Monday Memo 1/14/19

The Monday Memo

January 14, 2019                                                                          PITT DPT STUDENTS


Clinical Assessment and Cervical Arterial Dysfunction


Cervical Arterial Dysfunction (CAD), although rare, is of vital consideration for any patient complaining of neck pain. As experts of the human movement system, physical therapists must recognize symptoms of non-musculoskeletal origin and refer accordingly. This is easier said than done in the case of CAD, as patient symptoms can often mimic the pain distribution of an occipital headache or general upper cervical dysfunction. To make matters worse, many clinical tests for CAD have little diagnostic utility in isolation. Therefore, the clinician must follow an efficient and thorough clinical process to make the best decision regarding patient care.

Taking a detailed patient history is critical in this process. The clinician should identify gaps in subjective data and clarify with the patient to ensure an accurate history is taken. Clinicians should also regularly assess basic vitals such as heart rate, respiratory rate, and blood pressure. Hypertension, when paired with other clinical findings, could be an indication of a vascular event. History of trauma that could lead to possible arterial dissection as well as congenital factors that may contribute to upper cervical dysfunction must be taken into consideration. Table 1 details clinical presentations at varying stages of CAD. The patient should be carefully assessed for these signs and symptoms prior to initiating further physical therapy assessment and intervention.

A. Rushton et al. provided a framework outlining the flow of clinical reasoning (Figure 1). The management of patients with suspected vascular compromise should be a decision derived from all components outlined in the chart as well as the patient’s response – or failure to respond – to previous assessment and intervention. Components of the physical exam may include but are not limited to upper cervical ligament testing, functional positional tests, assessment of upper motor neuron signs, and cranial nerve assessment.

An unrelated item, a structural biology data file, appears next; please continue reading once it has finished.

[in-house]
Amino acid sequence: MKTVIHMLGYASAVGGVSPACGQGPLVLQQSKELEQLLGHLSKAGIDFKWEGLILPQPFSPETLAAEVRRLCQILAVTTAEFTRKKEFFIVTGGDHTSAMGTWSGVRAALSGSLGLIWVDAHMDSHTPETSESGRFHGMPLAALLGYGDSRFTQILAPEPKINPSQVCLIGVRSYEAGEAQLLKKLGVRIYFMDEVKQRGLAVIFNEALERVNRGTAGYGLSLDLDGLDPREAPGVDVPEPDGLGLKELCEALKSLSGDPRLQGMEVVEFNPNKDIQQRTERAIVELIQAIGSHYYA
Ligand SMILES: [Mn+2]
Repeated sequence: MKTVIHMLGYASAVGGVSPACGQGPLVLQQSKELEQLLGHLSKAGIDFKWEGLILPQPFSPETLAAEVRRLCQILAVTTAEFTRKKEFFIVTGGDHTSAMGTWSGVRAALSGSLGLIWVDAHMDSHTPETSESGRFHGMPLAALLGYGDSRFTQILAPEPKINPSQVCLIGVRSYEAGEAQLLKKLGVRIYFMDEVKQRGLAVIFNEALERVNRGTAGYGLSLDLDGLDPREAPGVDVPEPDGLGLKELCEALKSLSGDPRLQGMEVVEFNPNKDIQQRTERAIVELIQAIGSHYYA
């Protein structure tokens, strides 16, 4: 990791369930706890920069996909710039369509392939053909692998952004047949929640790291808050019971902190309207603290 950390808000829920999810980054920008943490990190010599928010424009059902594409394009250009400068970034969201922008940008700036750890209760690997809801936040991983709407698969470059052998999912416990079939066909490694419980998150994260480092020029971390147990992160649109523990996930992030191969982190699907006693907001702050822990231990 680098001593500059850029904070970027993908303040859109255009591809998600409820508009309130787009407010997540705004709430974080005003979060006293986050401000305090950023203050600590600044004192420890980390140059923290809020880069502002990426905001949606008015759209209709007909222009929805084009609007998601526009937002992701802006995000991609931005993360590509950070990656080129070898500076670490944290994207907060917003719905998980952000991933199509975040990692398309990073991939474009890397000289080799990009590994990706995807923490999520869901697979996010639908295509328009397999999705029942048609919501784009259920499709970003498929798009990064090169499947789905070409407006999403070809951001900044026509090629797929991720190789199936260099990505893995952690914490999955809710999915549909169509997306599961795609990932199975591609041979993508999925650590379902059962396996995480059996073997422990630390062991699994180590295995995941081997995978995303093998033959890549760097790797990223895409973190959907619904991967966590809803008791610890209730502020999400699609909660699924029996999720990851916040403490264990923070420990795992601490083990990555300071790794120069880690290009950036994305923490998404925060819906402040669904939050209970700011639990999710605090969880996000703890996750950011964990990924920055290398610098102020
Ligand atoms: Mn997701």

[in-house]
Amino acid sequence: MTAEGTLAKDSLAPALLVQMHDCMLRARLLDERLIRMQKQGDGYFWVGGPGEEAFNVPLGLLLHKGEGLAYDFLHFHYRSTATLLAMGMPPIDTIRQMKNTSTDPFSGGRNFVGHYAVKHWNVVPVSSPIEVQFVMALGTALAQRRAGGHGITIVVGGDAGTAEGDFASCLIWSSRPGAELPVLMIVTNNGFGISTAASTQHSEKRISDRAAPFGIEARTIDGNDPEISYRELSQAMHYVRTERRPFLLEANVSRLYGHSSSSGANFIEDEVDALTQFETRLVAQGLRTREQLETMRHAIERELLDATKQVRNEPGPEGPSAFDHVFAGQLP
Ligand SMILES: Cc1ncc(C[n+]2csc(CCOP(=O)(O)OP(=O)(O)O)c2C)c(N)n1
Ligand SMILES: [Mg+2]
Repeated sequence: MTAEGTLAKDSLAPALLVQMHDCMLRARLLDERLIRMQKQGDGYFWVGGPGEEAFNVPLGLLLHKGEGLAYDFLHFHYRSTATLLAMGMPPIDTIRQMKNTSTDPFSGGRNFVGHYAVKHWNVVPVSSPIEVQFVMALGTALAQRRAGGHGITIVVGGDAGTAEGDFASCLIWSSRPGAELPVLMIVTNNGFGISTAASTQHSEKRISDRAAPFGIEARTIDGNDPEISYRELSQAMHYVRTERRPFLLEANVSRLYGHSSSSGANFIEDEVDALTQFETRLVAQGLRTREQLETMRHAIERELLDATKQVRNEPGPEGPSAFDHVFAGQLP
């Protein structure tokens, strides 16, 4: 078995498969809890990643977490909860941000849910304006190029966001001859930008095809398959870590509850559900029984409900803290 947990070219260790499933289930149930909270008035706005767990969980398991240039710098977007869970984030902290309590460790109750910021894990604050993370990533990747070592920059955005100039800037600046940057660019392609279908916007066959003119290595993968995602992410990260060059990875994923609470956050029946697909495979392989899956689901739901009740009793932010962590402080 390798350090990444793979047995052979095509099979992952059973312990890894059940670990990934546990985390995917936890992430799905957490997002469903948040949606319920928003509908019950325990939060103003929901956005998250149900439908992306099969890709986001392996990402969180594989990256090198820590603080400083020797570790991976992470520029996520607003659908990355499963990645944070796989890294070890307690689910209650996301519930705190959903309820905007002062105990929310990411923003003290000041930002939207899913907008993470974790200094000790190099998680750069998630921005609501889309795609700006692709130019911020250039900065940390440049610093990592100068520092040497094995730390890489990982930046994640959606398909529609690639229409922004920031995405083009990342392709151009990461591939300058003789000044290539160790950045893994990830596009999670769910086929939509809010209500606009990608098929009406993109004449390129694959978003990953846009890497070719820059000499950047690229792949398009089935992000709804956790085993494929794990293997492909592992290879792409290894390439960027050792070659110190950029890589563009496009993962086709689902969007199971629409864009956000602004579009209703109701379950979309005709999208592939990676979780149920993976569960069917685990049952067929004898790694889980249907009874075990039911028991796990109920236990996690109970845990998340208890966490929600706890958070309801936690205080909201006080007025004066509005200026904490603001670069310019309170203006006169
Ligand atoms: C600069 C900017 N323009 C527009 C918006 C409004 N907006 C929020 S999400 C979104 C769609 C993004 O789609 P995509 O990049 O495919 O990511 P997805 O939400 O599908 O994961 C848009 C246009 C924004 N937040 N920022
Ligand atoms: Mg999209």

In summary, there is no quick and easy assessment for patients with suspected cervical arterial dysfunction. The clinician must judiciously obtain the patient history, plan their examination, evaluate the individual’s presentation, and collaborate with the patient to appropriately manage their condition. As first-contact practitioners, physical therapists are likely to see patients whose chief complaint is head and/or neck pain. It is critical to identify all patient risk factors and initiate timely and appropriate treatment with a graded approach. By following this framework and applying one’s best clinical judgment, these patients may be safely managed.


-Joe Dietrich, SPT, ATC


Rushton A, et al., International framework for examination of the cervical region for potential of Cervical Arterial Dysfunction prior to Orthopaedic Manual Therapy intervention, Manual Therapy (2013)

Kerry R, Taylor AJ. Cervical Arterial Dysfunction: Knowledge and Reasoning for Manual Physical Therapists. Journal of Orthopaedic & Sports Physical Therapy. 2009;39(5):378-387. doi:10.2519/jospt.2009.2926.


January 14, 2019 |

Comments are closed.